Norway Rat
(Rattus norvegicus)

Norway Rat.jpg

The Norway rat is one of the largest rodents in the world and is a dominant species in most of Europe and North America. The brown rat is often considered a pest, mainly because of the danger it poses, and the health risks imposed by the presence of Norway rat droppings and urine.

Description

To many, different breeds of rats can look similar, but Norway rats are renowned for their larger size. Rattus norvegicus averages around 16 inches, Weighing 350 - 500 grams and can be grey or brown with a lighter underbelly. Another common trait of the Norway rat is short dense fur that can be found all over their body aside from their nose, ears and tail.

Biology

The Norway rat will have around 3 - 8 litters per year, which may produce around 5 - 8 young per litter. With a gestation period of about 21 days, and maturity within 2 - 3 months. The average life span is 9 - 12 months.

Food

Rats will eat a lot of whatever they can get, but will normally eat seeds, grain, fruit, nuts, veg etc, but can and will eat smaller animals and insects if hungry and willing to hunt.

Habitat

Rats may take harbourage within your walls under, decking in gardens, burrow under property, basements, lofts, usually living there is access to a water supply

Reasons for control

Property Damage
Rats can gnaw through electrical cables, skirting boards, old sealant to gain entry

Food Safety
Rat droppings and urine can cause health issues, the potential of disease, which is why many homes and businesses fear an infestation.

​Weil's disease can be transmitted to humans from contact with rats or their urine
Like other rodents, the Norway rat can carry many different pathogens which have the potential to lead to disease, e.g. Rat Bite Fever, Weil’s Disease, Q Fever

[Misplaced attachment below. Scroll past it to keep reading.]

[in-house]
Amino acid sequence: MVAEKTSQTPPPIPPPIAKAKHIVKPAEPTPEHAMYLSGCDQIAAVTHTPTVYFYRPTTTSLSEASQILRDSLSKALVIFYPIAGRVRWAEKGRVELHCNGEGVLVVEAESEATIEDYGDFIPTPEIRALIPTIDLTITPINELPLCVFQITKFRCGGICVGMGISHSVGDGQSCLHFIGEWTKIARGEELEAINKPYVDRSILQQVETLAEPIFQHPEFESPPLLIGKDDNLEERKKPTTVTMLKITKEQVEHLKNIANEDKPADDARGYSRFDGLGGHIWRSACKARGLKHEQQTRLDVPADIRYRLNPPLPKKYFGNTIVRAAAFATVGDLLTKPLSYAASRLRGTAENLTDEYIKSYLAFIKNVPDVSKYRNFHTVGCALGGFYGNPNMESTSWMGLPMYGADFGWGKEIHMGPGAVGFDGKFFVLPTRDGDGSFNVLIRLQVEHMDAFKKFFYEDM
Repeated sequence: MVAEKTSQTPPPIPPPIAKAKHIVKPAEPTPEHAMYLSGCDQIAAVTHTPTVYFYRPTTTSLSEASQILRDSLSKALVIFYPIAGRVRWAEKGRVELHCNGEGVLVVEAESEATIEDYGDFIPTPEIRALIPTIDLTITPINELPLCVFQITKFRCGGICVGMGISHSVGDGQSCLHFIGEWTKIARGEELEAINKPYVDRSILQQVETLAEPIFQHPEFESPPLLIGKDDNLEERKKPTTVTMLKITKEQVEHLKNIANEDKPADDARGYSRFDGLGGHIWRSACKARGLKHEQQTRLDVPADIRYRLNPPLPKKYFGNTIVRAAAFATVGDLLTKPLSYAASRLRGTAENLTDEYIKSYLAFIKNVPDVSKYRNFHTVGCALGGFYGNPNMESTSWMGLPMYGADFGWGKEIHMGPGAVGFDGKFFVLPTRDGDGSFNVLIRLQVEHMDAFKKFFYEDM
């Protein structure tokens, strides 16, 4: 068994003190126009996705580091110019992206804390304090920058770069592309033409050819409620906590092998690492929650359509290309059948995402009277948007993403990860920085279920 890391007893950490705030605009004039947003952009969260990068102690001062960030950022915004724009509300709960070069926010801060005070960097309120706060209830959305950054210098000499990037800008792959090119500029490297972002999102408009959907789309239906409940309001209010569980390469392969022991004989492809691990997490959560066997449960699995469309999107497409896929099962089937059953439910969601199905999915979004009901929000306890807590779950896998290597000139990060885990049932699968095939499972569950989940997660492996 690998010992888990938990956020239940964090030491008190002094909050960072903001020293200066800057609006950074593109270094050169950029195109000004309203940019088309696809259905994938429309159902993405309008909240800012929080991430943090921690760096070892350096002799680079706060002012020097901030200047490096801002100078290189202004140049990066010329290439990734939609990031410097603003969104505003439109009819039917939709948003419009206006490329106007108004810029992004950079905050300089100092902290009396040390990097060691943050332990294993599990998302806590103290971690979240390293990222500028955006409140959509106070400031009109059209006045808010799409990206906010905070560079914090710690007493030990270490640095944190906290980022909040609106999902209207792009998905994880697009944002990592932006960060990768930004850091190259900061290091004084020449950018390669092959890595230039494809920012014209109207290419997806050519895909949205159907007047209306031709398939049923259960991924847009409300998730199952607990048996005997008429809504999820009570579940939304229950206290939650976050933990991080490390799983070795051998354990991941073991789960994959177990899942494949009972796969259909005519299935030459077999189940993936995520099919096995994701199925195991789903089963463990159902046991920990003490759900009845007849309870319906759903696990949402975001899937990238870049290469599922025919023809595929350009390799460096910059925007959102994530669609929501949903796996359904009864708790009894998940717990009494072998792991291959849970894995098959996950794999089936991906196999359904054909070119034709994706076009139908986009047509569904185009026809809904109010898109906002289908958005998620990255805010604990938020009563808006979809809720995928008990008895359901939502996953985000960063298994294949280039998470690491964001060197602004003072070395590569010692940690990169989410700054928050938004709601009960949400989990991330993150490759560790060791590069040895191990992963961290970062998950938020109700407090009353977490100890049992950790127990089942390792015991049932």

Wash down surfaces regularly if you have an infestation
An infestation of rats is often rapid due to Norway rats having multiple partners and achieve sexual maturity quickly. As such, those looking to avoid an infestation need to ensure that all waste is managed the right way and that any storage areas for foods are kept secure. It can also be a good idea to ensure that all repairs around the home or business are fixed as soon as possible.

Detecting an infestation

Detecting what and where your pest coming is from is key to any pest prevention.
If you are coming downstairs every morning to a fresh batch of droppings in the kitchen but have no idea where they come from, it could be a long while before you get rid of them. Identification is important, what to look for and to react quickly will greatly benefit you in the long term.

Droppings are a very good indication that you have an infestation. Rat droppings are like a coffee bean in size.

External entry points can be sealed.

Smear marks is another good indication, look around surfaces for smear marks caused by the underbelly of a rat.

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